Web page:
Once upon a time, remakes made sense. No, hear me out, they did. In the decades before the Hays Code was relaxed, when movies were quainter than they are today, with strict rules on the depiction of sex and violence that filmmakers found inventive ways to imply, the world of film was a more fantastic place: a heightened reality that existed a couple of removes from our experiences.
When movies were finally allowed to flirt with realism and indulge in the kind of bloody and sleazy excess denied to them for so long (1970 or thereabouts), audience tastes changed and some filmmakers looked back through the archive and spotted charming old flicks that were ripe for an update. You might call this the black and white to colour mentality. In some instances, the new sensibility, with all the possibilities modernity allowed, made for better movies. Ghostbusters (1984) is effectively an Abbot and Costello haunted house comedy updated, John Carpenter’s The Thing makes mincemeat of Howard Hawkes b-movie original, and so on. But today we’re in an age when we’re starting to remake the movies made in the “colour” era, and this, audiences have long understood (because apparently studios don’t) makes no sense at all.
The remake of Point Break is the case in point. Kathryn Bigelow’s 1991 original may be 25 years old but it still works for a modern audience as very little has changed in terms of the fundamental aspects of action cinema that appeal to ticket buyers. Fans of Reeves and Swayze’s blow out enjoyed and continue to enjoy, the testosteronic posturing, the profanity, Bodhi’s spiritual bullshit, the gratuitous and wholly welcome female nudity, and the visceral setpieces. If anything, action movies have become more conservative over the last quarter century. Hollywood’s reluctant to exclude any section of the audience or indeed any country these days, making for a broader, blander spectacle; the suits apparently unaware that these movies achieved immortality because they shamelessly courted a certain demographic, giving them a kind of purity that others can appreciate tongue in cheek. In short, there’s nothing a 2016 filmmaker can show, thematically speaking, that Bigelow couldn’t. Her movie works well and still does. Centering on surfing and bank robbery, there’s little to date it. So why are we here again?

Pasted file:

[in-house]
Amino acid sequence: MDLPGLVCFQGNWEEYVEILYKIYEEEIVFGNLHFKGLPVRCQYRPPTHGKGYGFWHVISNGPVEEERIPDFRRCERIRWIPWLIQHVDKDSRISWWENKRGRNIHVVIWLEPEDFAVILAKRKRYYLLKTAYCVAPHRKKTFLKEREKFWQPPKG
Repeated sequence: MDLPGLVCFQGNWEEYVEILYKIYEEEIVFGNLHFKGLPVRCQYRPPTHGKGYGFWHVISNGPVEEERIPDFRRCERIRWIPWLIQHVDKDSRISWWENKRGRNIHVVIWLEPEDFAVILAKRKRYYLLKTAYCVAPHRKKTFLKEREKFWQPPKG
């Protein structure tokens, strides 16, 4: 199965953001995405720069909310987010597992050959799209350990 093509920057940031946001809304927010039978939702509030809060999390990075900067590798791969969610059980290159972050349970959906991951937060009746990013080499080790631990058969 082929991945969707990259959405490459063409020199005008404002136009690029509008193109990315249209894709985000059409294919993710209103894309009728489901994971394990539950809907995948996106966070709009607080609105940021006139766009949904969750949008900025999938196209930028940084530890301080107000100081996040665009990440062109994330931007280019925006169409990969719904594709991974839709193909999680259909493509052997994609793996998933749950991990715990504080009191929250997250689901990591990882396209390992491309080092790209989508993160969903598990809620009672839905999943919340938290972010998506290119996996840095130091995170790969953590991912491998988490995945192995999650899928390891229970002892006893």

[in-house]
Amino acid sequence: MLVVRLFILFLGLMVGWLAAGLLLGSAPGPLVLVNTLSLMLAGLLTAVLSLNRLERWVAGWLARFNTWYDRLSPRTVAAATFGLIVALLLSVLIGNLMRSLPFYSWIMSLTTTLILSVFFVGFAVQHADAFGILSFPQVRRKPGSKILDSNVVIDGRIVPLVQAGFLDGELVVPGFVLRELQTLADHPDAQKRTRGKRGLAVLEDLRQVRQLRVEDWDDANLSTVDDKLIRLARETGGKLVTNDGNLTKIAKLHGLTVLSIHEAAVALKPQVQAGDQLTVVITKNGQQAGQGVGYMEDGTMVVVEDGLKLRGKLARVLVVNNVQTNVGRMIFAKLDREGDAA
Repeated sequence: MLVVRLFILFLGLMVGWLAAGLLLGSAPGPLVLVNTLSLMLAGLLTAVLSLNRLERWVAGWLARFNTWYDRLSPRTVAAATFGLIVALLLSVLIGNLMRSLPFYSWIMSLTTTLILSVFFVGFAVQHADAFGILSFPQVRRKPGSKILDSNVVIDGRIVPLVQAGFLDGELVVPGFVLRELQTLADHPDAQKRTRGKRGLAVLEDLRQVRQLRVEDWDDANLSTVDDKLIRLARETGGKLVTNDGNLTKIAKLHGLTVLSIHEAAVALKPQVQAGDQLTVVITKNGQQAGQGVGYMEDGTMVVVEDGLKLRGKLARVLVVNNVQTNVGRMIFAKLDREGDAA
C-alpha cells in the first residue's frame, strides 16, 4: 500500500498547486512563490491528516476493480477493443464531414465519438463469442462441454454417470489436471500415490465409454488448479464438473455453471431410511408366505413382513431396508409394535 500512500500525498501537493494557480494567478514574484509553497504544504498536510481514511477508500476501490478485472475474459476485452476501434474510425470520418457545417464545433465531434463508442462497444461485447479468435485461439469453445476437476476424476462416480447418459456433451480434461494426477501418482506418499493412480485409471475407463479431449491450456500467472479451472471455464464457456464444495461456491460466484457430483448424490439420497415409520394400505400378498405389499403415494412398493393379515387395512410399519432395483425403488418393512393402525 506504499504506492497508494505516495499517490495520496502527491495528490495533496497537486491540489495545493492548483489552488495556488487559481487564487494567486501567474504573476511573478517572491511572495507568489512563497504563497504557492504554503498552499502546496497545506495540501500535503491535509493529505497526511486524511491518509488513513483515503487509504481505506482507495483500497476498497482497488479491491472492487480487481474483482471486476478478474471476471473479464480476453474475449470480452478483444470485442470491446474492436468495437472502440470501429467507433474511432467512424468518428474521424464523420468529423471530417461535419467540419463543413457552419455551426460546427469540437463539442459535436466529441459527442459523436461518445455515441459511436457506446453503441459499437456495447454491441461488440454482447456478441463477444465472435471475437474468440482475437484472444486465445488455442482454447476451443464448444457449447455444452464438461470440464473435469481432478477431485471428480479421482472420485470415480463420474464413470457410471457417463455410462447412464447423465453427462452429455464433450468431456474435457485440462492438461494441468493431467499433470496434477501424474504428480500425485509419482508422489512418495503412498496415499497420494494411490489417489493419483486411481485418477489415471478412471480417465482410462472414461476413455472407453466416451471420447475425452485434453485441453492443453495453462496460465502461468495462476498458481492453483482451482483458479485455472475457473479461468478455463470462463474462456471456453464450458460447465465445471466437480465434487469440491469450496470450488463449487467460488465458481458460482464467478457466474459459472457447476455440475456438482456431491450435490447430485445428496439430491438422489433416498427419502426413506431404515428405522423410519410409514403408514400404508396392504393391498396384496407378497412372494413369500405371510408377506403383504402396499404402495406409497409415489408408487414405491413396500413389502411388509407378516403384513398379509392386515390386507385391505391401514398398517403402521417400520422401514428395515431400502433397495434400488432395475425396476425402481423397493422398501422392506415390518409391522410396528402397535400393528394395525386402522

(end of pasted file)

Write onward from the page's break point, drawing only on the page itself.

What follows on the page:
The reason is brand recognition; a chance for Hollywood to make a very quick and disposable buck, and the movie we get is run through by its lack of necessity. Both filmmaker and audience member alike knows that Point Break 2016 has no reason to exist; that it’s redundant; and the finished product shows the strain inherent in justifying the derivative exercise. There’s tacked on contemporaneousness; talk of YouTube extreme sports videos and environmentalism; and a plot expanded to take in a slew of foreign territories who’ve hopefully never seen the original movie, so will be motivated to pay for it now.
What used to be a simple story is now a confused global odyssey, with the ‘FBI agent infiltrates a group of bank robbers who surf’ setup, soon giving way to a set of global extreme sports challenges and some pseudo-spiritual guff about atoning for man’s rape of the planet. This watering down of the original premise robs the movie of both focus and internal logic – the new Point Break never being quite sure what it’s about or what its characters want.
Everything that works is liberally borrowed, that is to say, copied, from the original. There’s a Keanu clone, a fleeting love interest (though less so in this version), macho histrionics and some nice waves. Ultimately, of course, that’s not enough and we’re left scratching our head, wondering what it was all for. Not, on this evidence, to provide a bold, new take on an old yarn; a movie that was built on the charisma and sex appeal of its leads; and not to engage a new audience, it’s far too middle of the road for that. Perhaps it was made to give Ray Winstone a chance to top Indiana Jones and the Kingdom of the Crystal Skull in pursuit of a career-worst performance. Yes, that must be it.